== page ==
The election is over, and the Underwoods are back in power

By Kyle Fowle
June 02, 2017 at 07:08 PM EDT
David Giesbrecht / Netflix
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You’re never going to believe it, folks, but this election season is finally over. The battle that began last season between Conway/Brockhart and the Underwoods has reached its conclusion, and to the surprise of absolutely nobody, Frank Underwood is once again president. He’s won the single vote in Ohio and, just like that, he’s back in power, one month after him and his team used Aidan MacAllan to mess with the voting process and create chaos within the Electoral College.

If you’re wondering how Will Conway feels about all of this, he’s not doing much to hide it. He makes his concession call to Frank and Claire, and boy is it awkward. He seethes over the phone while barely uttering the word “congratulations,” all while the Underwoods sit on the other end with grins on their faces. They’re reveling in this moment, even as Will hurls a few choice expletives at them. They know they don’t have to worry about him anymore. And just to rub salt in the wound, Frank offers him a position in his cabinet as Transportation Secretary, a gigantic slap in the face to the war hero and former candidate (and, if we’re being honest, rightful president).

It’ll be interesting to see if this is the last moment we get with the Conways. They’re completely unraveling, barely able to get themselves up to deliver a concession speech together. They have no idea what to do now. After the opening scene, the two vanish into thin air, unheard from for the rest of the episode. Hopefully that’s not the last we see of them though, as they’re perfect thorns in the sides of the Underwoods.

With the election in the rearview mirror, it’s time for everything to get back to normal. For Frank and Claire, that means staging a reset of sorts. They take resignation letters from the entire cabinet before ripping them up and hiring them back again. Then the real moves start to happen. Now that the election is over, Frank and Claire are interested in cutting dead weight and anybody that can’t be useful to them anymore.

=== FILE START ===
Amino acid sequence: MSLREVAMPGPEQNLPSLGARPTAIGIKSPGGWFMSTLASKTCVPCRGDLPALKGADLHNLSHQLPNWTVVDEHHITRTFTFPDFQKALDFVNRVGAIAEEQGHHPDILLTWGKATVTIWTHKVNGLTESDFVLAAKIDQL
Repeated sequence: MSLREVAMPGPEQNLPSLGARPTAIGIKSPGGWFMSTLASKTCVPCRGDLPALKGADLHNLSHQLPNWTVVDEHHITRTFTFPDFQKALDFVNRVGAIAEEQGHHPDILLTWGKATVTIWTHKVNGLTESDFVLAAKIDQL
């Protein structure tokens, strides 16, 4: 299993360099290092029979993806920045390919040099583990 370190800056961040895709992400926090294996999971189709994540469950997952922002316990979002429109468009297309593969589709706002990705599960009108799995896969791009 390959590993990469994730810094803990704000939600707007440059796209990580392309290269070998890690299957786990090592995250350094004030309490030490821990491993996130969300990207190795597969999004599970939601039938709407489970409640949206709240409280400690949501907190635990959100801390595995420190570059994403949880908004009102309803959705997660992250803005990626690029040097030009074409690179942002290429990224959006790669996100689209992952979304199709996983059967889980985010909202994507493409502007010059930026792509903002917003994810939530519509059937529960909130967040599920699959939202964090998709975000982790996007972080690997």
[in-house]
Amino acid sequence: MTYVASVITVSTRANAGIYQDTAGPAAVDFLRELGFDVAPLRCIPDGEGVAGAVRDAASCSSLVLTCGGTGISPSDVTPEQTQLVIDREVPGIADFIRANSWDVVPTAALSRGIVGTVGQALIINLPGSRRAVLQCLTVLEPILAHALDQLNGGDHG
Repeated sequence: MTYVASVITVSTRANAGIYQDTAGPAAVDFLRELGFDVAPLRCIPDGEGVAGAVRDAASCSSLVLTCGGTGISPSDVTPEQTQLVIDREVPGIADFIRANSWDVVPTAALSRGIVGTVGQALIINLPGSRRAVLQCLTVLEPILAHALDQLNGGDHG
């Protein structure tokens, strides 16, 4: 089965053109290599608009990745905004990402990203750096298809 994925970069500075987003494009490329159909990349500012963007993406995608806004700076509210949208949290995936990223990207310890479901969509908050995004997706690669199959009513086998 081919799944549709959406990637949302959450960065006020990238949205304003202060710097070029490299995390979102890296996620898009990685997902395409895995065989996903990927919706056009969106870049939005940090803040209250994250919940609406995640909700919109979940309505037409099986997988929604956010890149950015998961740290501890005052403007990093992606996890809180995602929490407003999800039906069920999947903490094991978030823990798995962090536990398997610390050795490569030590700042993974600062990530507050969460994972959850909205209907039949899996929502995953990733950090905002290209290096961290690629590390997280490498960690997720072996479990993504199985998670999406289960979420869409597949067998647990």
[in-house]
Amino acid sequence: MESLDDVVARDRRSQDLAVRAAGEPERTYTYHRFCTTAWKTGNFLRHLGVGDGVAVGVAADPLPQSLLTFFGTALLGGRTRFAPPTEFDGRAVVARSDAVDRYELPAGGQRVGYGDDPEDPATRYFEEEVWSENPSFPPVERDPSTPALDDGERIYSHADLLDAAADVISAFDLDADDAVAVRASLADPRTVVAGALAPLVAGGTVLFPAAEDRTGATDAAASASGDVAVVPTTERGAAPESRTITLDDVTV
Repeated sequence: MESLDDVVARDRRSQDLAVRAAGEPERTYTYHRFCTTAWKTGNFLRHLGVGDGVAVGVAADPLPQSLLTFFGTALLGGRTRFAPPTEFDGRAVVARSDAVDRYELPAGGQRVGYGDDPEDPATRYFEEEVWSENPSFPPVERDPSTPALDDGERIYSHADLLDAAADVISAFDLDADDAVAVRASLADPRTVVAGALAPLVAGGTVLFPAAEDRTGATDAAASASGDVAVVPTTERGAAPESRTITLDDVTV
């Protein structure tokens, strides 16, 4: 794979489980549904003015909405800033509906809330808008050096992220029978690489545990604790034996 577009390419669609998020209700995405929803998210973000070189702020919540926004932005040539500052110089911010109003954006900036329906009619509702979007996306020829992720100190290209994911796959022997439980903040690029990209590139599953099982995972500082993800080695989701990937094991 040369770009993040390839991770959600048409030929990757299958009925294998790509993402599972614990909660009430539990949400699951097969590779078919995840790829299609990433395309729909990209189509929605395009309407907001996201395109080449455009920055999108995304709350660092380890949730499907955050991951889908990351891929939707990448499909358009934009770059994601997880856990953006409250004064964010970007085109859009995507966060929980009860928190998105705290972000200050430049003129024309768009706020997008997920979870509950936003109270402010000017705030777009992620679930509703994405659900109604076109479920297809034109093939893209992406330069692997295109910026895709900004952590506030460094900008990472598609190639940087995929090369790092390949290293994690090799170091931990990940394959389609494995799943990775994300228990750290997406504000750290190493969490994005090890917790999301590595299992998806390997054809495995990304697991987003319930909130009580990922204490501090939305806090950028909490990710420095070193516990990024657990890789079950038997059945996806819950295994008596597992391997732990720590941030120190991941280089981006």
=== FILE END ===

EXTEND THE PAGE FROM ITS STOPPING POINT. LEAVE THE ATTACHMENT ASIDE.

For instance, Doug wants both Leann and Usher gone. While the president agrees that Leann has likely served her purpose and that her closeness to Aidan MacAllan is a worry, he’s not so sure about pushing Usher out of the administration. He still thinks he’s a useful tool, and a valuable member to have around. Doug, while not explicitly stating it, has his own motives here. He sees Usher as a threat to his influence with the Underwoods. Later, when Frank labels Usher his “special advisor,” Doug can’t help but feel threatened, even if the title is mostly meaningless.

While the administration begins to shore up its members, whittling down the numbers and making sure there’s no potential crises on the horizon, there’s still the problem of Aidan MacAllan. The Underwoods are worried he’s a loose end who could talk at any moment. Leann, on the other hand, is just worried about her friend. So, she meets with journalist Kate Baldwin and asks her to track down MacAllan and do an interview with him.

Everyone’s motivations are a little unclear, but what we know is, Leann believes that if Kate interviews Aidan he’ll be more than happy to tell her Leann had nothing to do with the stolen NSA documents, which could in turn save her job. It’s a long shot, especially considering Aidan is under the control of President Petrov at the moment, but it’s the only option she has.
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Aidan MacAllan isn’t the only threat to the Underwoods post-election, though. Congressman Romero, angered by the Underwoods’ lack of engagement with him, is urging his Republican colleagues to restart the Declaration of War Committee in order to investigate the president and the vice president. Now that the election is over and Frank is once again in power, he’s opened himself back up to potential criminal investigation.